Tanner Larsson 13:00
In your case, it was awesome, because you were able to leverage old inventory and get rid of stuff that wasn’t moving. And then obviously made some money on it. And then when you needed additional stuff, you went to wholesalers and fill them in. You know, guys now 325 subscribers, that’s not a lot. But it actually is when you have, continuity revenue built in, that’s just free money that you’ve already sold that you have to fulfill on but you already know it’s coming in, it’s bankable, it depends on the price point with a box most boxes, especially things like Brad’s, they’re going to be in that 39, 49 maybe even more dollar price point. So it can add up really, really quick. And when you have something that people like, like Brad Did you get that retention period as well. So they’re not staying for one month, they’re staying for 3, 4, 5, 6, 7 months or sometimes longer. And that really just starts to add up. And as you do more boxes, typically, depending on how you build it, you structure it, your cost per box goes down. Because with volume comes pricing discounts with volume comes the economies of scale and the ability to do better with your margins. So you actually make more money from each box, typically with every new subscriber and if you’re not doing that, as you’re growing, you need to look at where you can apply economies of scale and get better prices, whether that is inventory, buying a little bit more bulk, telling your supplier Hey, you know what, instead of buying it by buy the 10 I want to buy it, buy the 1000 or buy the 100 and see if you get better prices and things like that. So boxes are super powerful,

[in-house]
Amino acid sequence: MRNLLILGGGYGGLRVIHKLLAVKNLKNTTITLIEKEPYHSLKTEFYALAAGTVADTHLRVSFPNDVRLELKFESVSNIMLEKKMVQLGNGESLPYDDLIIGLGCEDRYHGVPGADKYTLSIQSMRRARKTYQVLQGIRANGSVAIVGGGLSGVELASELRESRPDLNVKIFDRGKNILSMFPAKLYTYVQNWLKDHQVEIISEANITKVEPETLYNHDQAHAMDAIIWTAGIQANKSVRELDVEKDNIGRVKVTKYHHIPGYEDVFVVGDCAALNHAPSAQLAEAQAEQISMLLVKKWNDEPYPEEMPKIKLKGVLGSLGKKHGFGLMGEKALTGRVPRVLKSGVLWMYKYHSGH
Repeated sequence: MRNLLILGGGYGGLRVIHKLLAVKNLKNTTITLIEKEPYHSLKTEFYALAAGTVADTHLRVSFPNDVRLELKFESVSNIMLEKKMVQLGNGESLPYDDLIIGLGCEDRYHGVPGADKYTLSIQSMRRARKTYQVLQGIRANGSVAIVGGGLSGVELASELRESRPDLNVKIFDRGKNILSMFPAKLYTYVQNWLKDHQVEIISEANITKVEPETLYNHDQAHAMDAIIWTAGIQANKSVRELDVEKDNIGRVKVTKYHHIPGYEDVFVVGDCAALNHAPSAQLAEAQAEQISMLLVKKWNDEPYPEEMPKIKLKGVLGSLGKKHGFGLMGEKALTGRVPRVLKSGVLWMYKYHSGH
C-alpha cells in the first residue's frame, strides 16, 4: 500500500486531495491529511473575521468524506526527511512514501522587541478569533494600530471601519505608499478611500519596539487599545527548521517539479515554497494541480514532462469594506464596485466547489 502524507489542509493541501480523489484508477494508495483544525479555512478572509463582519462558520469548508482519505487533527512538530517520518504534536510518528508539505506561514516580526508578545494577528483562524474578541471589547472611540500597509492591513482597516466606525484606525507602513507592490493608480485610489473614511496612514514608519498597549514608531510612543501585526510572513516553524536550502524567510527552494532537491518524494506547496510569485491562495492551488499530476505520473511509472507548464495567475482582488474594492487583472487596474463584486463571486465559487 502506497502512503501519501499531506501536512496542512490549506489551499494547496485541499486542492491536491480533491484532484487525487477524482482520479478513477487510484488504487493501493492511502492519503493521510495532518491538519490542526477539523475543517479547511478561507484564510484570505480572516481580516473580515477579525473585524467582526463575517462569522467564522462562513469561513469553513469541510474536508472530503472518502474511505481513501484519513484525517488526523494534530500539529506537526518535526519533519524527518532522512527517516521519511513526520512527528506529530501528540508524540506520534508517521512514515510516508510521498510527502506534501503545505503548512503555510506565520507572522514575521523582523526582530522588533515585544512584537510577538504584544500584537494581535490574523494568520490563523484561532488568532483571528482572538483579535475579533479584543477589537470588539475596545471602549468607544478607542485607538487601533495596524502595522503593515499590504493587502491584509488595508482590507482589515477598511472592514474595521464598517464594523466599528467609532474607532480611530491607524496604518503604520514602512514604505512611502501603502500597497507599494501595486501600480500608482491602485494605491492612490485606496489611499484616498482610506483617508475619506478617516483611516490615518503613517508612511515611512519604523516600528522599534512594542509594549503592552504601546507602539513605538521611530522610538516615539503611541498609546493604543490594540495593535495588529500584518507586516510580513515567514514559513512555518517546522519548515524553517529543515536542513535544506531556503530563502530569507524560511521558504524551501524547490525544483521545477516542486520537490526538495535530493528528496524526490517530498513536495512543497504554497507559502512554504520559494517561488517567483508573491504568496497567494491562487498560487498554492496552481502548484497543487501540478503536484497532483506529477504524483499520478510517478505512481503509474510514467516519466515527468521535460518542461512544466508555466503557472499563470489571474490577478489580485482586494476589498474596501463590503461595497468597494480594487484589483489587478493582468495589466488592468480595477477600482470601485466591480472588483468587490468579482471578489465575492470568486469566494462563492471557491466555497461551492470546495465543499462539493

Brad Owens 13:43
And with my 325 That’s why I decided to start scaling it down and stopping it because it was just me and then I had a part timer and it was getting to the point where we’re gonna have to hire some more people I was gonna have to get pallets of product. I was gonna have to get warehouse space and I was Like crossroads, it’s like, do I even want to do this? And then the opportunity to join BGS came up. So that kind of like made my decision for me. With 325, I could have easily scaled that up. But I just chose not to.
Tanner Larsson 14:46
Because in your case, your warehouse was your basement, right? That was where all your extra inventory was.
Brad Owens 15:22
Keeping it all my basement, and the wife would not be cool with trucks coming with pallets of products unloading in my garage, my neighbors probably wouldn’t be cool with that either.
Tanner Larsson 15:32